More research needed on athletes and marijuana, says specialist
SALT LAKE CITY — When sprinter Sha’Carri Richardson was suspended from competing in the Tokyo Olympics after testing positive for marijuana, a new conversation emerged on the use of cannabis when it comes to athletes in competition.
Athletes and marijuana a hot topic
Richardson said the recent death of her biological mother, combined with Olympic preparation stress, led her to use marijuana.
“I know I can’t hide myself, so in some type of way, I was trying to hide my pain,” she said on NBC’s “Today” show. “This is just one Games. I’m 21. I’m very young. . . . I have plenty of Games left in me to compete in, and I have plenty of talent that backs me up.”
18 states and the District of Columbia permit the recreational use of cannabis. An April 2021 Pew poll found national support at 91% for the medical use of marijuana.
This map shows the legal/illegal status of cannabis by states.
Tim Pickett, PA-C, a licensed medical provider at Utah Therapeutic Health Center, joined Dave & Dujanovic on KSL NewsRadio Thursday to give his advice on athletes using marijuana.
Pros and cons of cannabis for athletes
Program host Dave Noriega, who spent much of his career covering sports, suggested most people would consider marijuana way down the list when it comes to performance-enhancing drugs. Pickett agreed.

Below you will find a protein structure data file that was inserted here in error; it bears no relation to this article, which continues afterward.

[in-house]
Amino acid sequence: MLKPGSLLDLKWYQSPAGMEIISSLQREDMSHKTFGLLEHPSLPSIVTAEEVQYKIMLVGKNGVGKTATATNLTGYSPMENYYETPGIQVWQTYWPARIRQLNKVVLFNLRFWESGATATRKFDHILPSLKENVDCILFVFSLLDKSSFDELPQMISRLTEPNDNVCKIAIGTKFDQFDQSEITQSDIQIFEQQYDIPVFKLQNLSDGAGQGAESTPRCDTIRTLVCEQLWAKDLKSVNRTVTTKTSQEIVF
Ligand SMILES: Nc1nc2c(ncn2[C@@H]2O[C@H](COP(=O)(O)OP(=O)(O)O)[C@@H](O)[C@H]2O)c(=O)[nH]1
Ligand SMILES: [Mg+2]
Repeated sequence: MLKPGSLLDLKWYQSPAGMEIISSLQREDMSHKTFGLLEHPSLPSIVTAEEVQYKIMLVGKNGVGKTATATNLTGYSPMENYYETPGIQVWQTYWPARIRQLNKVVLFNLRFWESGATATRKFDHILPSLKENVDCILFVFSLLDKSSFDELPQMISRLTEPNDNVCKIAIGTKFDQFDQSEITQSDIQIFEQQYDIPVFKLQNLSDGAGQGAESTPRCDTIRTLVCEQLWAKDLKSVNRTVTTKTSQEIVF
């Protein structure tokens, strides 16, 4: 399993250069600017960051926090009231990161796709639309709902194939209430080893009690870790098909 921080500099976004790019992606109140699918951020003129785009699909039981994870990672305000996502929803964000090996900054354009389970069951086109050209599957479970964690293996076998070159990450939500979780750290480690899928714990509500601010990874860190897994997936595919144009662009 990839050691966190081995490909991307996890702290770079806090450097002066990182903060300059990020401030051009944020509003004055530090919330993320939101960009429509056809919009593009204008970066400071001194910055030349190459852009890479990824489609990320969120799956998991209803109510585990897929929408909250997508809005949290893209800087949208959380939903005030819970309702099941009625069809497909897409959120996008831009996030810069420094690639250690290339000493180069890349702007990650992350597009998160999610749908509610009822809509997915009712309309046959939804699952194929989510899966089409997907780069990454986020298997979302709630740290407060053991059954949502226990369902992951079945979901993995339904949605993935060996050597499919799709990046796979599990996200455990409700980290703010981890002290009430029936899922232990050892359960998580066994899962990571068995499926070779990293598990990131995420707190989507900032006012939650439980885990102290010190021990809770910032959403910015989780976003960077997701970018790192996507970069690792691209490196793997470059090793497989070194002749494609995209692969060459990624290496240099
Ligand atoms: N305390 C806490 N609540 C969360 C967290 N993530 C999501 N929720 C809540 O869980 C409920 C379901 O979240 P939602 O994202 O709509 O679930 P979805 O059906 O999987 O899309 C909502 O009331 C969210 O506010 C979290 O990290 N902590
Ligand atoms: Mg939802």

“The reputation that marijuana has is you’re going to be sitting on the couch watching “Ferris Bueller’s Day Off” eating popcorn, right? You’re not going to be sprinting 100 meters, breaking world records or competing at the highest level,” Pickett said.
He added that research indicates marijuana may reduce the use of painkillers such as opioids for athletes. It could also increase hunger to gain weight if you compete as a power lifter, for example.
Pickett said we need more research on the use of marijuana by athletes as a performance enhancer. However, he does not favor removing marijuana from the list of banned substances for athletes in competition.
State and federal regulations about cannabis make conducting that research more difficult, he said.
“For example in Utah, you couldn’t necessarily do a study . . . because everyone that was using the medical marijuana would have to have a qualifying medical condition. You might be better off doing those studies in Colorado,” Pickett said.
Dave & Dujanovic can be heard weekdays from 9 a.m. to noon. on KSL NewsRadio. Users can find the show on the KSL NewsRadio website and app, a.s well as Apple Podcasts and Google Play.
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